That’s the problem, Sue-Ann, with social media platforms. They change all the time and we have little (if any) control. Before LinkedIn bought SlideShare, I actually had a premium account (paid $$ for extra bells & whistles). A lot changed after LinkedIn came in. Do you have two profiles on LinkedIn?

LinkedIn has been my best source for clients and networking. That’s why you should find what works for you and your business. Just because it works for me doesn’t mean it’s right for you. Thanks for stopping by, Sue-Ann, and for your generous sharing. 🙂
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Anne Wayman September 12, 2016 at 10:14 am

Isn’t it amazing when computer types… and Linkedin surely must have a few around (irony intended) don’t get it regarding location? I’m actually about to be in conversation with a web development company who is 40 miles away – he has said telecommuting is fine but seems to think I need to drive there for training… I might, but I’m going to talk with him about screen sharing with freeconferencecall.com

Sigh… or he can drive 40 miles and train me in my office… a web development company!

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Cathy Miller September 12, 2016 at 1:42 pm

I want to say to them, Anne, get in the 21st century. Maybe they’re afraid their computer types will start freelancing if they open it up. 😀
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Lori September 12, 2016 at 12:17 pm

Fairer market? For whom? How very nice and limiting that is! Wonder what employers think of LinkedIn arbitrarily deciding to limit their ads to just the people in their area?

I get a lot of those ProFinder ads. Some are quite local (one is literally a short walk from me). Others are for jobs in DC (three hours away) and New York (two hours away). But nothing beyond that. I think the idea may be that these employers are looking for employees, not freelancers. Still, it would be nice if they opened the search nationally. Who’s to say a candidate wouldn’t move if the job were perfect?

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Cathy Miller September 12, 2016 at 1:43 pm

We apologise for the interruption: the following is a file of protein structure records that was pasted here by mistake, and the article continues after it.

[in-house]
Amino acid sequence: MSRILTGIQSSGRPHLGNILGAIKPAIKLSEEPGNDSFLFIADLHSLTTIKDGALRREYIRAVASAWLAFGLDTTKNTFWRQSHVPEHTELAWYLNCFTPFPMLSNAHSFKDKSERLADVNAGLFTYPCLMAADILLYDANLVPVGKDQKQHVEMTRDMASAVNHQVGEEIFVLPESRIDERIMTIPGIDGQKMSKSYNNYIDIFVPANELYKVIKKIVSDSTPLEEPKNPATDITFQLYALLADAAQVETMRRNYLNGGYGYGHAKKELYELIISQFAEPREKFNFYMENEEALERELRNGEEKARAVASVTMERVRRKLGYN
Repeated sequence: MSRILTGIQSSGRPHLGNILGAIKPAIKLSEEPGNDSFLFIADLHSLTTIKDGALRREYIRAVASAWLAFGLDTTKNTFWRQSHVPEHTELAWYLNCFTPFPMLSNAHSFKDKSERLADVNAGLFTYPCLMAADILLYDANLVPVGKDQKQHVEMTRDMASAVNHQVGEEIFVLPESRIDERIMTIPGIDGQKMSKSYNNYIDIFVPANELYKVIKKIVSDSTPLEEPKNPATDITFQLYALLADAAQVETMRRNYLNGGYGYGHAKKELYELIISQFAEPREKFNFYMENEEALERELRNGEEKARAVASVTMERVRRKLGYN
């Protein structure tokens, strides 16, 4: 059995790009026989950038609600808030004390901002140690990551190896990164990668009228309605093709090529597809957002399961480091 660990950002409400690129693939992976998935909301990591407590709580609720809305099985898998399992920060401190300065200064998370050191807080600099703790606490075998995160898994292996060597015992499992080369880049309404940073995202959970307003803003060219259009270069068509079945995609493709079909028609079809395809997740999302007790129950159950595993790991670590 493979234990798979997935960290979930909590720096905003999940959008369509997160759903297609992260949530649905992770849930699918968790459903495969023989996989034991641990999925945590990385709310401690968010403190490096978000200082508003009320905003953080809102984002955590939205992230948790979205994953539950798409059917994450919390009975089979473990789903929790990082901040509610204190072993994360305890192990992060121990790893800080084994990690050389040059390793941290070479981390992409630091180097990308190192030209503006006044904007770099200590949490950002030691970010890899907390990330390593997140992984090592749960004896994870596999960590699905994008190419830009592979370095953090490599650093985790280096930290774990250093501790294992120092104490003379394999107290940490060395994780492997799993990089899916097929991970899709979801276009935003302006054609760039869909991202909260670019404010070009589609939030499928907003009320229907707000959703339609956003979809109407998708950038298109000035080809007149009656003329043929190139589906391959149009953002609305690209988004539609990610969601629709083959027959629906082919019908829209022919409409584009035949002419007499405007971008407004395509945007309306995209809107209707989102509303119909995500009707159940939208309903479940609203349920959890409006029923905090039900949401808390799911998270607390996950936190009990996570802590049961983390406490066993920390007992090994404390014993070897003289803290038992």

I know, Lori. That phrase frosted me. What a bunch of junk that is!
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Paula Hendrickson September 12, 2016 at 2:12 pm

Cathy, like you—and most successful freelancers—almost none of my clients are local. I have regular clients on the west coast, the east coast, even in Canada, while I’m in the Midwest.

Every so often I might take an assignment from a local client, but those are through people I already know. In person.
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Cathy Miller September 12, 2016 at 2:17 pm

You are the perfect example, Paula, where your niche has nothing to do with your location. Not only is ProFinder doing a disservice to freelancers, they are doing a disservice to the businesses seeking a freelance professional.

As a business owner, I know I would prefer access to all who meet the skills and experience I need for my project. Thanks for sharing your thoughts, Paula.
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ROY A ACKERMAN September 12, 2016 at 2:53 pm

I’m with you, Cathy. My clients are all over the globe- because they want (and deserve) the best advisors they can find anywhere.
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Cathy Miller September 12, 2016 at 3:55 pm

Absolutely, Roy! Thanks for sharing your view. So far, it’s unanimous. 😉
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Yo Prinzel September 13, 2016 at 7:56 am

Especially problematic for those of us who like to limit (read: completely avoid) in-person obligations. This matching system essentially infers that freelancers NEED to live close to you.

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Cathy Miller September 14, 2016 at 6:32 am

And we wonder why businesses use the term “freelancer” when they really mean an employee who can work from home. Or want to dictate hours and meeting times to freelancers. Thanks for sharing your perspective, Yo.
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Marcie September 14, 2016 at 4:29 am

I was totally unaware of this tool, Cathy. Thanks for introducing it to me.

There’s a reason why people became freelancers and the geniuses behind this technology need to read this article and adjust accordingly.
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Cathy Miller September 14, 2016 at 6:34 am

You are most welcome, Marcie. I can’t believe how silent LinkedIn was about this launch. That plus the limitation of keeping it local makes me wonder just how committed they are to it. Thanks for weighing in, Marcie.